- 1 Why did the south want to secede from the north?
- 2 What did Northerners say about Southern attempts to secede?
- 3 What happened between the North and the South?
- 4 What were the economic differences between the north and south?
- 5 Why was slavery concentrated in the South?
- 6 Where did most American slaves come from?
- 7 Who captured the slaves in Africa?
Why did the south want to secede from the north?
The scholars immediately disagreed over the causes of the war and disagreement persists today. Many maintain that the primary cause of the war was the Southern states’ desire to preserve the institution of slavery. Others minimize slavery and point to other factors, such as taxation or the principle of States’ Rights.
What did Northerners say about Southern attempts to secede?
What did Northerners say about Southern attempts to secede? President James argued against secession because he believed that the states did not have the right to leave the Union. Northerners claimed that the Southerners did not want to accept the election results.
What happened between the North and the South?
The Civil War in the United States began in 1861, after decades of simmering tensions between northern and southern states over slavery, states’ rights and westward expansion. The War Between the States, as the Civil War was also known, ended in Confederate surrender in 1865.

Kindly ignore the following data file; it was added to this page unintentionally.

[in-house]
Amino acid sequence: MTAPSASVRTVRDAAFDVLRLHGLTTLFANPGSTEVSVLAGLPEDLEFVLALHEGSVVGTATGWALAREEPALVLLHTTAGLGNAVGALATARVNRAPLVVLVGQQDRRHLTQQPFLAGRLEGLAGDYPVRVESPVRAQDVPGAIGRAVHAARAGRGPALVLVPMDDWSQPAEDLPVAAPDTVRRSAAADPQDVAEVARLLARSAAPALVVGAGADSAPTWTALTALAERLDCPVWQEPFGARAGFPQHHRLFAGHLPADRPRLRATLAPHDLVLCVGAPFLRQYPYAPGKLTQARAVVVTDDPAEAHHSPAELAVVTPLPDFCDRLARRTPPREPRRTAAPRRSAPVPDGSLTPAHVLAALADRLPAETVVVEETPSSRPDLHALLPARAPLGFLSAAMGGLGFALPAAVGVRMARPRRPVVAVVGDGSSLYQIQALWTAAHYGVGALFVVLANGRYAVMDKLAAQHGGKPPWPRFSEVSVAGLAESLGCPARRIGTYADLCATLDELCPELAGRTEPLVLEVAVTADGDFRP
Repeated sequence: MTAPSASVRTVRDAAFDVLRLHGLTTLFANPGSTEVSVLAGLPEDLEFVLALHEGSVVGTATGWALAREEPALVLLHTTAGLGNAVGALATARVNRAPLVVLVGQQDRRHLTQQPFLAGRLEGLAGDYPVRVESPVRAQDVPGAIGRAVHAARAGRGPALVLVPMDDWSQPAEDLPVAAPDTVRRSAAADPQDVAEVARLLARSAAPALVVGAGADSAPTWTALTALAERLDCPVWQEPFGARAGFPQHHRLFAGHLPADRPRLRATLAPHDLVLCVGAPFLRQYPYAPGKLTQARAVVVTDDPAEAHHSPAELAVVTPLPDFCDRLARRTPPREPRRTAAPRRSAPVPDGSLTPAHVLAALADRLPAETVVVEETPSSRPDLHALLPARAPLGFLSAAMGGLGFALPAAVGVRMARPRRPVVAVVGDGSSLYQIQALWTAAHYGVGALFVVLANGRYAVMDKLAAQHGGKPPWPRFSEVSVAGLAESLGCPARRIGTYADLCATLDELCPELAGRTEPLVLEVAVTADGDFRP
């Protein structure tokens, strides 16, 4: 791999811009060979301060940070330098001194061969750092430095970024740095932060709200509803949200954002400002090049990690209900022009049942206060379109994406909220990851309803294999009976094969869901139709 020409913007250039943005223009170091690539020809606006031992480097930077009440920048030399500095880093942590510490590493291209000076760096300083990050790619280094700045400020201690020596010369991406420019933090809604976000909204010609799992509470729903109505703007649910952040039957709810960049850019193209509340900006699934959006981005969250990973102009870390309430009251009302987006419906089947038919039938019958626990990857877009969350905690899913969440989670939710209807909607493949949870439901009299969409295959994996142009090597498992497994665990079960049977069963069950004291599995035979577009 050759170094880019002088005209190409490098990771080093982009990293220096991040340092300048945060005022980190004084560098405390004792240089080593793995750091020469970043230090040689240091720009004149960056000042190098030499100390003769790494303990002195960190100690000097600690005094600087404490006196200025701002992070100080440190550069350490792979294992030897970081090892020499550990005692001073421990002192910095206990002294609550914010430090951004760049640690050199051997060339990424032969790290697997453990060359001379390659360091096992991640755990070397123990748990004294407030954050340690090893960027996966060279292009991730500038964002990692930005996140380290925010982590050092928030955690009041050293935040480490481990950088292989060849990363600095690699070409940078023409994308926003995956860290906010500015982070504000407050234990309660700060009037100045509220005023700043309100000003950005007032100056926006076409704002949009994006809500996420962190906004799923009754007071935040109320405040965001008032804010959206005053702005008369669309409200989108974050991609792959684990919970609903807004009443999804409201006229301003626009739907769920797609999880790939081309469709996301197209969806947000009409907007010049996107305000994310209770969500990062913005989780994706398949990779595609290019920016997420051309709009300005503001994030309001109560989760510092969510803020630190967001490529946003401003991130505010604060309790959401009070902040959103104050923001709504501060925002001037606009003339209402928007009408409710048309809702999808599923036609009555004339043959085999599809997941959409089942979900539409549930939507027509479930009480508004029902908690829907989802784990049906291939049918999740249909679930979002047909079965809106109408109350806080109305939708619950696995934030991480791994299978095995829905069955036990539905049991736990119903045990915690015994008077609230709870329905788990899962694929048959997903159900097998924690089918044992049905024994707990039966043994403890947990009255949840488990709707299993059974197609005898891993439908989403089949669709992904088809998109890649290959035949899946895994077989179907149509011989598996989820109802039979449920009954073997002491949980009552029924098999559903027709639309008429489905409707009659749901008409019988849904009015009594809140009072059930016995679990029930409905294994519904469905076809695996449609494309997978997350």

What were the economic differences between the north and south?
Without big farms to run, the people in the North did not rely on slave labor very much. In the South, the economy was based on agriculture. The soil was fertile and good for farming. They grew crops like cotton, rice, and tobacco on small farms and large plantations.
Why was slavery concentrated in the South?
Slavery spread rather than grew because it was an agricultural rather than industrial form of capitalism, so it needed new lands. And slavery spread because enslaved African Americans were forced to migrate.
Where did most American slaves come from?
Of those Africans who arrived in the United States, nearly half came from two regions: Senegambia, the area comprising the Senegal and Gambia Rivers and the land between them, or today’s Senegal, Gambia, Guinea-Bissau and Mali; and west-central Africa, including what is now Angola, Congo, the Democratic Republic of …
Who captured the slaves in Africa?
It is estimated that more than half of the entire slave trade took place during the 18th century, with the British, Portuguese and French being the main carriers of nine out of ten slaves abducted in Africa.